SQL Server 2008 Foreign Keys case sensitivity

Is it possible for SQL Server 2008 to have case insensitive data, for instance the following would return data…

SELECT mycolumn FROM mytable WHERE mycolumn='Case' 
SELECT mycolumn FROM mytable WHERE mycolumn='caSE' 
SELECT mycolumn FROM mytable WHERE mycolumn='case'

If mytable.mycolumn had a value ‘CASE’ but for foreign keys to be case sensitive?

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  • 3 Solutions collect form web for “SQL Server 2008 Foreign Keys case sensitivity”

    Case sensitivity is determined by the collation settings of the database. It affects everything, comparisons, foreign keys, etc…

    However, you can change the collation setting on a particular column or columns, to make comparisons with it case sensitive while the rest of the DB stays case insensitive. For example:

    ALTER COLUMN Name VARCHAR(50)  
    COLLATE SQL_Latin1_General_CP1_CS_AS 
    

    Now all comparisons with Name will be case sensitive.

    One way to perform a case insensitive comparison given a case sensitive collation is to specify a per column collation cast as part of the query. You may also want to familiarize yourself with collation precedence if you use this method to change collation on the fly. Here is an example of a collation cast being specified at the point of query:

    SELECT Name 
    FROM MyTable
    WHERE Name = 'CASE' COLLATE SQL_Latin1_General_CP1_CI_AS -- Use case insensitive coll.
    

    The collation of a column can be changed interactively using the Table Designer is SSMS (sorry for the large image):

    enter image description here

    If you want the foreign key to be case sensitive, then just set the column to be case sensitive (and make sure that the key it references uses the same collation). Borrowing the collation from Michael’s answer:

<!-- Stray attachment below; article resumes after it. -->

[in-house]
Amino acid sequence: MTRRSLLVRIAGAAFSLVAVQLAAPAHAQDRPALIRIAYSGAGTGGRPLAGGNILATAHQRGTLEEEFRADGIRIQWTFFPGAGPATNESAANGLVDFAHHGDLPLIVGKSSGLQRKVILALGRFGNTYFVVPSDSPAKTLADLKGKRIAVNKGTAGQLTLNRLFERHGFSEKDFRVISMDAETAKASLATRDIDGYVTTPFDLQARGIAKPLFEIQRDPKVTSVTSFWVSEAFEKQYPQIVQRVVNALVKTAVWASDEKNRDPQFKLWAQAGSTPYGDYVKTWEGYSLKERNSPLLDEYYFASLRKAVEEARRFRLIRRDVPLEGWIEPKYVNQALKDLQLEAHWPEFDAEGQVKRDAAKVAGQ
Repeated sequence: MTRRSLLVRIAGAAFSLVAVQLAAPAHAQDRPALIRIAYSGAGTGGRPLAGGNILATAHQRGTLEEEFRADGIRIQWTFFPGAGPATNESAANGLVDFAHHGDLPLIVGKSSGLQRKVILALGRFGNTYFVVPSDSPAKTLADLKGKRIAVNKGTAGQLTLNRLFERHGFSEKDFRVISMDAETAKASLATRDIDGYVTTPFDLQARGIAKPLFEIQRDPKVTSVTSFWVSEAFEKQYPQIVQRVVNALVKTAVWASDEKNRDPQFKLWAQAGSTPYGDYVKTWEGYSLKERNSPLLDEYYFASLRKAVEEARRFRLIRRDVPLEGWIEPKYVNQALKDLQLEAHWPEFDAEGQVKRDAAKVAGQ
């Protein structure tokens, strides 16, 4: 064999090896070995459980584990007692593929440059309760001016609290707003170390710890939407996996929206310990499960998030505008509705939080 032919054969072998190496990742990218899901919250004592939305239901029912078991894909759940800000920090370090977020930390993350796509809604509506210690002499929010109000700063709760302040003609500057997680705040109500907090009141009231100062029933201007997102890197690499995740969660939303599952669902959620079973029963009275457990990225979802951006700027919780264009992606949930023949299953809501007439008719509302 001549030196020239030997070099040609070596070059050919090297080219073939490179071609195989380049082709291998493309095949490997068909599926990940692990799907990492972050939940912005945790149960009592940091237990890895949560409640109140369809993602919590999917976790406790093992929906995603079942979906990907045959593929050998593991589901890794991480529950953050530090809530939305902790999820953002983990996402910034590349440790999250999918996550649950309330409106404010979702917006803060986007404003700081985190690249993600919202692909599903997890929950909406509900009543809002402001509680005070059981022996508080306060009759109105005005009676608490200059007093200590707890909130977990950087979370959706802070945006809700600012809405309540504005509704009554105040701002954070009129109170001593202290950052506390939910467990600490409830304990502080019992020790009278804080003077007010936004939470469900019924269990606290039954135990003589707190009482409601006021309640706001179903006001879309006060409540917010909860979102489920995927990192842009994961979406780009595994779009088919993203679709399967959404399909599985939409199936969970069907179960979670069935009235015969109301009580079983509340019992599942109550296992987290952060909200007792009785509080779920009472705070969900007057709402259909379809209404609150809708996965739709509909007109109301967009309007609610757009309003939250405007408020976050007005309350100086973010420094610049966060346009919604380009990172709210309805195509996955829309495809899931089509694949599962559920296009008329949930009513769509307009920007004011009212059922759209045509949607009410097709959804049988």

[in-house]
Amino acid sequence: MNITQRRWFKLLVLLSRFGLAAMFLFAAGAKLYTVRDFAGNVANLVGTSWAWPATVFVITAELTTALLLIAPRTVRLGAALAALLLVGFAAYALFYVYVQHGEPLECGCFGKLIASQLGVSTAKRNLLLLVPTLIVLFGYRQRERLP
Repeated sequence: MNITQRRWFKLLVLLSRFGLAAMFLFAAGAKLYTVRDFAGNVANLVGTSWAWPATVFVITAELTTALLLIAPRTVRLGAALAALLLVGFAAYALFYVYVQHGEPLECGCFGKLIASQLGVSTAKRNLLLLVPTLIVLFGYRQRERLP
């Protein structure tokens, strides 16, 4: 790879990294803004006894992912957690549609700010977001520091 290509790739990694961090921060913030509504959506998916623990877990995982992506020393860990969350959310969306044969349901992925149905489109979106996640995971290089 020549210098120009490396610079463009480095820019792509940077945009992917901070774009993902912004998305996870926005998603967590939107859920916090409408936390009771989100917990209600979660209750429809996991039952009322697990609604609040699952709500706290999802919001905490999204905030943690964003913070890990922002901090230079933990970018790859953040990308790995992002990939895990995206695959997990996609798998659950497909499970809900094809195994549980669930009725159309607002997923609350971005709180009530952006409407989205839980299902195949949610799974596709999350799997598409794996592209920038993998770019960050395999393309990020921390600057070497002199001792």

USE tempdb;
    GO
    
    CREATE TABLE dbo.foo 
    ( 
      [key] VARCHAR(32) COLLATE SQL_Latin1_General_CP1_CS_AS
      PRIMARY KEY
    );
    
    CREATE TABLE dbo.bar 
    (
      [key] VARCHAR(32) COLLATE SQL_Latin1_General_CP1_CS_AS
      FOREIGN KEY REFERENCES dbo.foo([key])
    );
    
    INSERT dbo.foo SELECT 'Bob';
    INSERT dbo.foo SELECT 'bOB';
    INSERT dbo.foo SELECT 'BOB';
    GO
    
    -- fails:
    INSERT dbo.bar SELECT 'bob';
    GO
    
    -- succeeds:
    INSERT dbo.bar SELECT 'Bob';
    GO
    

    If you want queries against the same column to be case insensitive, you can just specify a COLLATE clause (note it contains _CI_ instead of _CS_):

    SELECT COUNT(*) FROM dbo.foo 
      WHERE [key] = 'Bob';
    
    ----
    1
    
    SELECT COUNT(*) FROM dbo.foo 
      WHERE [key]  COLLATE SQL_Latin1_General_CP1_CI_AS = 'Bob';
    
    ----
    3
    

    Absolutely. A lot depends on the SQL Server collation chosen some of which are or aren’t case sensitive.

    Selecting a SQL Server Collation

    MS SQL Server is a Microsoft SQL Database product, include sql server standard, sql server management studio, sql server express and so on.